Marriage creates a unique relationship in profound and also complex ways. Marriage is considered a dynamic rather than a concrete of entity (Doherty 49). There are different factors that influences on marriage and they include religion, societal gender expectations and also the law. The paper will identify the result of a marriage which is family. Media is going to be selected, and the issue will be analyzed giving the necessary references.
The media that will be the center of attention will be a book written by Maxine Baca-Zinn. The books deal with the diversity of families. The author explains that family is very different in todays era than it used to be in the past time (Thornton 21). They are nowadays more diverse, and most likely they are formed outside of marriage. The family includes a complex array of domestic arrangement and can be easily fractured (Zinn, Eitzen and Wells, Diversities in Families). Profound changes have reshaped families in recent years whereby you find that family members spend less time together where parents have less influence on their children. The changes have been experienced globally where women have grown to be economic independence; divorce has been the order of the day and cohabitation have made marriage an option for many individuals.
In the past, there were few political issues where the domestic politics purported breakdown of families or even the same sex-marriage. Some people tend to believe that the current development has been as a result of growing social decay (Zinn, Eitzen and Wells, Diversities in Families). Those people tend to believe that the increasing unpredictability of family norms and marriage patterns signal the drop of a family and fabricates the moral of the society. A lot of people do lament on the condition that families are in since in the current climate; they have been competing for the public attention.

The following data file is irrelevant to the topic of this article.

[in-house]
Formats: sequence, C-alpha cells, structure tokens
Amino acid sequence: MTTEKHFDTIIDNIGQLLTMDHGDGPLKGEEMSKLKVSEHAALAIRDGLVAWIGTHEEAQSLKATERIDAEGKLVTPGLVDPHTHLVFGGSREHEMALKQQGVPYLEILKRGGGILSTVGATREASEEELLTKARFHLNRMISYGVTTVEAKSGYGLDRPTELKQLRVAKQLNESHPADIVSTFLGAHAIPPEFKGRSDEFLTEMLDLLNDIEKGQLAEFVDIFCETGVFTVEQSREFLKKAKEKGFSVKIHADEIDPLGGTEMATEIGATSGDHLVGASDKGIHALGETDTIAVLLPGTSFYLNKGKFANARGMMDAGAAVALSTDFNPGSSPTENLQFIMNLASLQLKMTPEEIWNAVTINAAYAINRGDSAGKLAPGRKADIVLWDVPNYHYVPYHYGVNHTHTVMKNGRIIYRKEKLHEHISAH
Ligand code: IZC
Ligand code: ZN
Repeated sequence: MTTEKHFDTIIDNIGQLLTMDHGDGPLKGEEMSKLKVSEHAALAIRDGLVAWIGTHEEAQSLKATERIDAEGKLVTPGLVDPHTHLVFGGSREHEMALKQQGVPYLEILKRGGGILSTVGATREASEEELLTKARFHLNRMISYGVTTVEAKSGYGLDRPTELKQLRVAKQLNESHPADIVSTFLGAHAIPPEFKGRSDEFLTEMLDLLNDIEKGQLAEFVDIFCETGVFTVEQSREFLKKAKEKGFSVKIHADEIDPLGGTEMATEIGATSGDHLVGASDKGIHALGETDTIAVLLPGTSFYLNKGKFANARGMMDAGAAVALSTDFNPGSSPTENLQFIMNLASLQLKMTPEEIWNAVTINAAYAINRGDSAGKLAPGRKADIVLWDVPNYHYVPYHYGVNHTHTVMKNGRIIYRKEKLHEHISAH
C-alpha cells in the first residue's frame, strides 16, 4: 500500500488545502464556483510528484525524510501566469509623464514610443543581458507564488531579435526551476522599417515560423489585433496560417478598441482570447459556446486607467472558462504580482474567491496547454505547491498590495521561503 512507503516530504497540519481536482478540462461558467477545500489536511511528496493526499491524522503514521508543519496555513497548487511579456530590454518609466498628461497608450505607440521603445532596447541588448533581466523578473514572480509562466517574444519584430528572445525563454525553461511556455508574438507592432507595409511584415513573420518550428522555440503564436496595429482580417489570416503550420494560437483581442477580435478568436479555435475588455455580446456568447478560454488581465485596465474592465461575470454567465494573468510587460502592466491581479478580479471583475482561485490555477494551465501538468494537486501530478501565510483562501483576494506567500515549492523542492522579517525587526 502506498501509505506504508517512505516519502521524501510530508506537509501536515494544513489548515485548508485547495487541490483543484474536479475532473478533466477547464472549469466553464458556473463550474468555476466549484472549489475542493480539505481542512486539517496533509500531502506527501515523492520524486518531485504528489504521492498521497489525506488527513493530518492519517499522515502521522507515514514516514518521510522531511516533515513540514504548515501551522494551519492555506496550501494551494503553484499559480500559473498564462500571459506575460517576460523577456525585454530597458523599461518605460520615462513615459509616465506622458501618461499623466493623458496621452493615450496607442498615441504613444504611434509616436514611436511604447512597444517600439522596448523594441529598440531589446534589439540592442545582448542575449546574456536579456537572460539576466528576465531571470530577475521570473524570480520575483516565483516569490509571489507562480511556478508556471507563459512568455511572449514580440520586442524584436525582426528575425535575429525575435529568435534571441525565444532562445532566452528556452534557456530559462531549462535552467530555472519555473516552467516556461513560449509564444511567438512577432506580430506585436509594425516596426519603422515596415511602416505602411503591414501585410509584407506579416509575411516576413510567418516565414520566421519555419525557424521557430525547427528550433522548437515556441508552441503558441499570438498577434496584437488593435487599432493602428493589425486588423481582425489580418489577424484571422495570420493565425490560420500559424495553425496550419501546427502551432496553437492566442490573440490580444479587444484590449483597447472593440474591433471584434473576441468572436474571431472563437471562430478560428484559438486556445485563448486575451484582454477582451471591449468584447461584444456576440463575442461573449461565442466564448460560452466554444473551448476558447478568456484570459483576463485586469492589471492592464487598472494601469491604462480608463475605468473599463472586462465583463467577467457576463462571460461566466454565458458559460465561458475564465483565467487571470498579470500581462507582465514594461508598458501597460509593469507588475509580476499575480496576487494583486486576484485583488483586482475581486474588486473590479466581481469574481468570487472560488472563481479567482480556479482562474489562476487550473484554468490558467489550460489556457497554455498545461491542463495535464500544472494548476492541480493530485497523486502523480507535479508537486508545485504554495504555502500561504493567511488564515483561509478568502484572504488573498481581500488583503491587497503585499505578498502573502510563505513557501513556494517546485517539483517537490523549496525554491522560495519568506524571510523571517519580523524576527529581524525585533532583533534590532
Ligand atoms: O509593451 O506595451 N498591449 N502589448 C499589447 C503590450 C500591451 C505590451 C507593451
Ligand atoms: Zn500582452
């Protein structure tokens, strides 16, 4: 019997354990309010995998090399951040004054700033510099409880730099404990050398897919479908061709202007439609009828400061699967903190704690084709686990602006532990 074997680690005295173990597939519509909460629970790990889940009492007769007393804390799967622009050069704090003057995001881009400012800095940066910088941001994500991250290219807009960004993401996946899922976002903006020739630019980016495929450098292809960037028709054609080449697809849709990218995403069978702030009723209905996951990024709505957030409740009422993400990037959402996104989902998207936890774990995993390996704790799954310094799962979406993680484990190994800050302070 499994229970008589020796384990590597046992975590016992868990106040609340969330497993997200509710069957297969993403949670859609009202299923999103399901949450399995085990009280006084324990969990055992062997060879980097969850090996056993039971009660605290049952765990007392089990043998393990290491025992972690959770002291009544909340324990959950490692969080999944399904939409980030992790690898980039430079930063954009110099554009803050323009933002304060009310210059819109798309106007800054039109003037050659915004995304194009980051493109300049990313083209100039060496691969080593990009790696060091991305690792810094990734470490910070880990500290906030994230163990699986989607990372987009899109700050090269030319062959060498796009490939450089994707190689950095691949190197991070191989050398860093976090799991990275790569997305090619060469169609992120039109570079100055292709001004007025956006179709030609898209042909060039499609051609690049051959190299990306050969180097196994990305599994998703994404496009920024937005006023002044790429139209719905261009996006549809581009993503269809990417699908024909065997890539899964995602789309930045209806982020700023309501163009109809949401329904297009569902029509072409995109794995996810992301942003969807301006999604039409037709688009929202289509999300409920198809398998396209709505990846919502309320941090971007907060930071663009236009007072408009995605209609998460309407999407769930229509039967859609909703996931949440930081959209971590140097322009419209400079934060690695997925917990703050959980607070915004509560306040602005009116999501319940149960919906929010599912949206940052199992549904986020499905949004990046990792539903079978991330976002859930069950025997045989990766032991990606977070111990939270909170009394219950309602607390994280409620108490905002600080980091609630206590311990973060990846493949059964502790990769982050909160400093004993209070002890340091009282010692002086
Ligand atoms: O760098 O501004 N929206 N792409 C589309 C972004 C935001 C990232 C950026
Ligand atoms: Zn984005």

The book can view the family life and how people visualize it, their myths, beliefs, and even values. By asking the student to call into questions existing social arrangement that people might consider sacred, it might require the exposure of the images and the myths that influence most of their perceptions (Doherty 54). When people understand that families are embedded in great social structures with growing economic inequalities, then there is a better frame of vision for understanding the many different family forms that harmonize in the society.
As much as family is a symbol of cultural, it is also a social norm. Most family images make it difficult to think about family life objectively. As much as people might want to be objective, their perceptions are guided by the cultural visions on their families (Doherty 68). Many social conditions prevent people from being analytical about their families. Families are not only familiar, but they are also mystified. Mystification is the deliberate misidentification of the family matters.